Over the last two weeks, a number of developments related to the JRC Scenario Exploration System (SES) took place, both with people attending SES sessions and with requests for follow up.
SES nominated in the 2016 Most Significant Future Works award
This year, the SES was nominated as a contender in the 2016 Most Significant Futures Works award for works completed from 2013 to 2015. This award is delivered by the international Association of Professional Futurists. As a result, on May 24, the SES was demonstrated to Peter Padbury a member of the award jury and Chief Futurist, Scanning and Foresight, Policy Horizons Canada, Government of Canada, in a 45-minute video conference call. John Sweeney and Aaron Rosa, who were the source of much of the know-how used to develop the SES, also attended the call. This demonstration was necessary as the SES is quite different from the academic works usually submitted to the award. We expect to hear the results from this nomination in late July.
Recent exploratory sessions
On Friday, May 27, we hosted a scenario exploration session with a team of 5 people under the leadership of Prof. Cathy Macharis from the Free University of Brussels (VUB). This multidisciplinary team is working on the issue of mobility in Belgium and is looking for ways to engage constructively with a range of stakeholders over the future of mobility. They wanted to understand better the JRC SES in order to assess whether they could use it to fulfil their needs. Of course, the exploration session focussed on the theme of mobility. The participants decided to take roles as Brussels minister of transport, Prime Minister, the Dis-Tribute company (engaged in parcels delivery) and an umbrella organisation from civil society called Climate Coalition. The session took place in a very positive atmosphere and we are looking forward to following up with the VUB.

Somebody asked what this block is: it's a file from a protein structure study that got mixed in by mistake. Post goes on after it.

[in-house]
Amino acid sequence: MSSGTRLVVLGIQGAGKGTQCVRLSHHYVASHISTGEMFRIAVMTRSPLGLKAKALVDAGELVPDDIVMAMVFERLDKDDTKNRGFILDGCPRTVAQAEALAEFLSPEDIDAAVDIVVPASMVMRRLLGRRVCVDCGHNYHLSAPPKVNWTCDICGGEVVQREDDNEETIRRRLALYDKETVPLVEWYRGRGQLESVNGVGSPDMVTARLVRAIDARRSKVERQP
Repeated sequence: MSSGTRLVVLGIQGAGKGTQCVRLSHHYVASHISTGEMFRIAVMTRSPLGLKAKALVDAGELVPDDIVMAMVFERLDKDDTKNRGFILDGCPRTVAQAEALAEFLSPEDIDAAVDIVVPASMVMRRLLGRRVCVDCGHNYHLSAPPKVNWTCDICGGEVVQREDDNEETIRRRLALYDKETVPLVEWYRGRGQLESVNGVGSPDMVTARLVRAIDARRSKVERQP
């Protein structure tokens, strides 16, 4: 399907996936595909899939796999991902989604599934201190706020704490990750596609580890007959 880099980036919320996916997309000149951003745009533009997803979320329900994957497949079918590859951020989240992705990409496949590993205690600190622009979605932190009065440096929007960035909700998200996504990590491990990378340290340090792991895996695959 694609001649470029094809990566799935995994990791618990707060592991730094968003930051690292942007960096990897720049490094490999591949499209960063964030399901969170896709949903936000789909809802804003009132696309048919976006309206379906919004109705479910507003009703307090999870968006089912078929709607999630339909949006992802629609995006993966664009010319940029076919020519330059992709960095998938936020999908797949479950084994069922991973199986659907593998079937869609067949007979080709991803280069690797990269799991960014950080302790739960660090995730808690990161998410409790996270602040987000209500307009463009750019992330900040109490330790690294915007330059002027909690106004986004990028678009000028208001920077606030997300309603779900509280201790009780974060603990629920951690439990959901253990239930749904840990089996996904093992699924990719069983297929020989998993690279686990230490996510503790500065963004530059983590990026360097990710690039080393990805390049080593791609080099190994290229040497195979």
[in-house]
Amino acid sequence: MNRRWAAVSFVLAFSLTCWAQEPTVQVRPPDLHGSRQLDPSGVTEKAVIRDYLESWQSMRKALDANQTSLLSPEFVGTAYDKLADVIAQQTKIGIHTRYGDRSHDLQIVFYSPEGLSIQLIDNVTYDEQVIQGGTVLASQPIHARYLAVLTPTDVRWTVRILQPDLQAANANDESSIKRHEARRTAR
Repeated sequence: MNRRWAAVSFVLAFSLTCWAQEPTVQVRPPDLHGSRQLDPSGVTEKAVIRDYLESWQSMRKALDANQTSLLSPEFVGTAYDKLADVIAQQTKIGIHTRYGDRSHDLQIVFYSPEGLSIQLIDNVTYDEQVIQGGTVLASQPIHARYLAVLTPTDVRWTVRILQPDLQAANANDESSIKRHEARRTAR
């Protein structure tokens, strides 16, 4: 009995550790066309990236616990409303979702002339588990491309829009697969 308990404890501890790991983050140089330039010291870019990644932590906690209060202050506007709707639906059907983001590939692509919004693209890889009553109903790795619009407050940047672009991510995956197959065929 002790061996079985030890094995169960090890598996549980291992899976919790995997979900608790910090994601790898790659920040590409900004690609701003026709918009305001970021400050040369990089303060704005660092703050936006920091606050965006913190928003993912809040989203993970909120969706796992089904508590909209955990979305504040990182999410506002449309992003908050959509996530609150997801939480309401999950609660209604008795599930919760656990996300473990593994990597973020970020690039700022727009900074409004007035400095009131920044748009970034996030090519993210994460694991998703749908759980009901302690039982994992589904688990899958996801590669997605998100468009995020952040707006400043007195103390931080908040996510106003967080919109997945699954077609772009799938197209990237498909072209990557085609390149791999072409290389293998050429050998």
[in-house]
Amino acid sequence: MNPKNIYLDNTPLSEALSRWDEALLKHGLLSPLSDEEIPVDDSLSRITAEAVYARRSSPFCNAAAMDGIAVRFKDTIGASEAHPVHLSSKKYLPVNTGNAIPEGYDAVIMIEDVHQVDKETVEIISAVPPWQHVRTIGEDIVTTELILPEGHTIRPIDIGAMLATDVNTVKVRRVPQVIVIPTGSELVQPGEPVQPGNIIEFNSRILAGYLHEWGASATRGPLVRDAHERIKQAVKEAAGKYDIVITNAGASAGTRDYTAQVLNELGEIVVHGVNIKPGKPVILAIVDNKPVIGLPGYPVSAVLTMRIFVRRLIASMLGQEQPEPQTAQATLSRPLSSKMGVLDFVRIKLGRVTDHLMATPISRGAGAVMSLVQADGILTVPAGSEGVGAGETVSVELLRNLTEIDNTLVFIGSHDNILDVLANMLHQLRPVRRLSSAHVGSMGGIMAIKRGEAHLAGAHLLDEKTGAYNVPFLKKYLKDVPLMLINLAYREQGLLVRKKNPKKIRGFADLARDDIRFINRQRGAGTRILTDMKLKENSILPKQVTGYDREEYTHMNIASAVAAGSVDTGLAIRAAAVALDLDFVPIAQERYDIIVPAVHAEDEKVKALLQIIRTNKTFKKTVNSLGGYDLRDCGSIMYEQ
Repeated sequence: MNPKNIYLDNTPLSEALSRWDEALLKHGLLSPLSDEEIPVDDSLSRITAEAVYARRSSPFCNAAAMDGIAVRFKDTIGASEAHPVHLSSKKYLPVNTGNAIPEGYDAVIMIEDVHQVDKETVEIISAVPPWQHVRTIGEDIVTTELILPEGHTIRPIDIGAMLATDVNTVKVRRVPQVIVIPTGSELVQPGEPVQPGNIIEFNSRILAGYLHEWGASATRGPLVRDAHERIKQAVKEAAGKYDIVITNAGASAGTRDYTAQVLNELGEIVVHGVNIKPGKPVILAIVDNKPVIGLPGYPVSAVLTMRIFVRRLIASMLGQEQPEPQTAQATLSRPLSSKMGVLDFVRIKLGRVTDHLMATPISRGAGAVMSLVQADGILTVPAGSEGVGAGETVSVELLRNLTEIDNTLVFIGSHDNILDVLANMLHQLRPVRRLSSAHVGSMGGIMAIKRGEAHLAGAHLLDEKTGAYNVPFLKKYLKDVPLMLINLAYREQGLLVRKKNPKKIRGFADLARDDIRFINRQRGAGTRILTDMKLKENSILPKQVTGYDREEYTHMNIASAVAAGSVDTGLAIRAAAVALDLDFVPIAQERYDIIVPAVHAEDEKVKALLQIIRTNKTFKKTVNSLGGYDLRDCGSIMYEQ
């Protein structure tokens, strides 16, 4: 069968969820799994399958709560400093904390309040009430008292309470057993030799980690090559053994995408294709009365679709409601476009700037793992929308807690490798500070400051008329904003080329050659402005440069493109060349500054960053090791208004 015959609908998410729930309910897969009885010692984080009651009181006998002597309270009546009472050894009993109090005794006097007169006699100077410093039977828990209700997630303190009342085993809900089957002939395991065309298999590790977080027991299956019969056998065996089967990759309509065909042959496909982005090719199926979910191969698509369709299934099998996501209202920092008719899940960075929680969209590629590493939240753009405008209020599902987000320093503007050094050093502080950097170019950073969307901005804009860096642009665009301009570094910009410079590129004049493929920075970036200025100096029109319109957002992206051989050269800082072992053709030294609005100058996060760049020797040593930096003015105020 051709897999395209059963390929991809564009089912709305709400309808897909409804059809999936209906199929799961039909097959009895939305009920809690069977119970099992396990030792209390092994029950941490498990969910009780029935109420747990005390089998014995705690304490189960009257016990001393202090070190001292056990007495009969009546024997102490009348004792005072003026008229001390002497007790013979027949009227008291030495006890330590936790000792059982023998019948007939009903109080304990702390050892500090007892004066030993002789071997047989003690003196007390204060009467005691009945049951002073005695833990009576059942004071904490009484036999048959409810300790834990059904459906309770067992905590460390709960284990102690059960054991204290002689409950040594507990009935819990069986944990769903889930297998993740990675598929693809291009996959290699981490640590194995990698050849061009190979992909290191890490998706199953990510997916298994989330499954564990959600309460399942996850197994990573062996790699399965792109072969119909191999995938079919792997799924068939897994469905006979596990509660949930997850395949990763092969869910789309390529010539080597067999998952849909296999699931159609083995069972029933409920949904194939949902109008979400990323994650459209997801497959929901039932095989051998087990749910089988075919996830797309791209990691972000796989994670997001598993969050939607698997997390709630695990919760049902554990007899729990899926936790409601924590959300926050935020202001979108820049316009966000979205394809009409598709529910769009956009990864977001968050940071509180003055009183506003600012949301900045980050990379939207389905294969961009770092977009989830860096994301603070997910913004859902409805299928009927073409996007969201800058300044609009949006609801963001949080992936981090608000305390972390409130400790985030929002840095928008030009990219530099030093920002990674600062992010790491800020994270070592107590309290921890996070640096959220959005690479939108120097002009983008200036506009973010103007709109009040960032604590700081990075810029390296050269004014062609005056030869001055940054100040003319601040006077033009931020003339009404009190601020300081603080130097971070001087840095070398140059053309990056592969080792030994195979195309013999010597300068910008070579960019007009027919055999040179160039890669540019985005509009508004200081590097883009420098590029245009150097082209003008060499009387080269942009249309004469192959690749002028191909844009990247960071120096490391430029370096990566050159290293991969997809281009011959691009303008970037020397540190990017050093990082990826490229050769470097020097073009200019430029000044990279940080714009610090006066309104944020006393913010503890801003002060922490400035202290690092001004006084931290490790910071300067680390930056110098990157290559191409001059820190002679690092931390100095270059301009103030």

On Wednesday, June 1, we convened a group of participants from the NANO2ALL project consortium (funded by the European Union’s Horizon 2020 Research and Innovation programme), from the JRC Task Force on Knowledge Centres, Competence Centres and Knowledge Sharing, from the University of Geneva and from the Department Chancery and Management of the Flemish government. We were a large enough group to hold two scenario exploration sessions in parallel. Three of the participants had already experienced the SES. The others had come to understand how the SES platform could be applied to engage a broad range of stakeholders using socio-technical scenarios around nano-technologies, how to use the sustainable transitions edition of the SES in a business course for entrepreneurs and to explore the relationship between policy makers and the providers of scientific advice.
On Thursday, June 2, Cristian Matti, from the Climate-KIC of the European Institute of Technology, visited the EU Policy Lab. After having experienced scenario exploration using the JRC Scenario Exploration System (SES), he saw its potential for application in the stakeholders’ engagement work of the Climate-KIC (for more information you can see their learning platform) . The structure and systemic thinking dynamics applied by the JRC SES fit well within a practical toolbox developed by the Climate-KIC to build capacity for the transition towards a sustainable future. The first discussion to explore how the JRC SES could be adapted to improve some techniques used in back-casting was successful and we are looking forward to more operational meetings soon.
A new version of the game on European agriculture scenarios?
The day after, we met with colleagues from the Directorate General for Agriculture and Rural Development working on general aspects of agricultural markets. This unit deals with the macroeconomic analysis of European agriculture. After having experienced the JRC SES, they expressed their interest in creating a version tailored to scenarios of European agriculture that support the possible reform of the Common Agricultural Policy. The objective is to use the reflections generated by the SES to complement the analyses based on the results from classic economic modelling exercises.
We are glad to see growing interest towards the Scenario Exploration System for professional applications. Our call for expression of interest was very successful and we will soon be able to share printable files for all interested parties who would like to make a SES set. We are looking forward to more dissemination activities and to follow up on collaboration opportunities.